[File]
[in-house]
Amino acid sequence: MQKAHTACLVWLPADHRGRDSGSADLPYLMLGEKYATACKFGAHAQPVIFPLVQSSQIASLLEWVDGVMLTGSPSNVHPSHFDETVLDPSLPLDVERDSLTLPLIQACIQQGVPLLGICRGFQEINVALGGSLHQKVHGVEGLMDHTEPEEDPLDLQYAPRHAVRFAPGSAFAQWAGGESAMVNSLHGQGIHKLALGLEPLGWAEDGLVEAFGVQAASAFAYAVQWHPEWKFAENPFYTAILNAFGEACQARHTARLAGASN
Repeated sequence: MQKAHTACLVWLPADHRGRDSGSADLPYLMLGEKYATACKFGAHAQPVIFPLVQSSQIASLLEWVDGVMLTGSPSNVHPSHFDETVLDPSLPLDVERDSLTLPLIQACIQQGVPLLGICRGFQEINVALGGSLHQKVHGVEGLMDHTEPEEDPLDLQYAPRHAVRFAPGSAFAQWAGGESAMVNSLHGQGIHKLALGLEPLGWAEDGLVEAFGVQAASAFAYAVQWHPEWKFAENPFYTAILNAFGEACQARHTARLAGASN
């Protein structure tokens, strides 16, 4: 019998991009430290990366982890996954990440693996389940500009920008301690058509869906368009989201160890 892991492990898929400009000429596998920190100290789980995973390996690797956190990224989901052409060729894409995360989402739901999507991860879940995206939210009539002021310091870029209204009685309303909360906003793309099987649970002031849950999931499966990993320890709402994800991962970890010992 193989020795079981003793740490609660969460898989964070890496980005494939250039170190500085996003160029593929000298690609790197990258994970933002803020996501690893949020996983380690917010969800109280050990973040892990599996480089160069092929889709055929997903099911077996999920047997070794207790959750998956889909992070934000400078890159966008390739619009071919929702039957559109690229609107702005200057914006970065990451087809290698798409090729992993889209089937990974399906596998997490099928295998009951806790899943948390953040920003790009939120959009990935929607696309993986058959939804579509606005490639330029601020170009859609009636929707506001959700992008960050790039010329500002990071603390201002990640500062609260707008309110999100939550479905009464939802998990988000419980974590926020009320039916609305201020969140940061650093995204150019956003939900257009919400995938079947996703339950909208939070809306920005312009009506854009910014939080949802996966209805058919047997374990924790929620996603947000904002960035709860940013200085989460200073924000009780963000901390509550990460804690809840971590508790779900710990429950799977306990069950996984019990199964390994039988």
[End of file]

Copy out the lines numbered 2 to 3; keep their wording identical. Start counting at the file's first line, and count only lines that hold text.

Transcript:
Amino acid sequence: MQKAHTACLVWLPADHRGRDSGSADLPYLMLGEKYATACKFGAHAQPVIFPLVQSSQIASLLEWVDGVMLTGSPSNVHPSHFDETVLDPSLPLDVERDSLTLPLIQACIQQGVPLLGICRGFQEINVALGGSLHQKVHGVEGLMDHTEPEEDPLDLQYAPRHAVRFAPGSAFAQWAGGESAMVNSLHGQGIHKLALGLEPLGWAEDGLVEAFGVQAASAFAYAVQWHPEWKFAENPFYTAILNAFGEACQARHTARLAGASN
Repeated sequence: MQKAHTACLVWLPADHRGRDSGSADLPYLMLGEKYATACKFGAHAQPVIFPLVQSSQIASLLEWVDGVMLTGSPSNVHPSHFDETVLDPSLPLDVERDSLTLPLIQACIQQGVPLLGICRGFQEINVALGGSLHQKVHGVEGLMDHTEPEEDPLDLQYAPRHAVRFAPGSAFAQWAGGESAMVNSLHGQGIHKLALGLEPLGWAEDGLVEAFGVQAASAFAYAVQWHPEWKFAENPFYTAILNAFGEACQARHTARLAGASN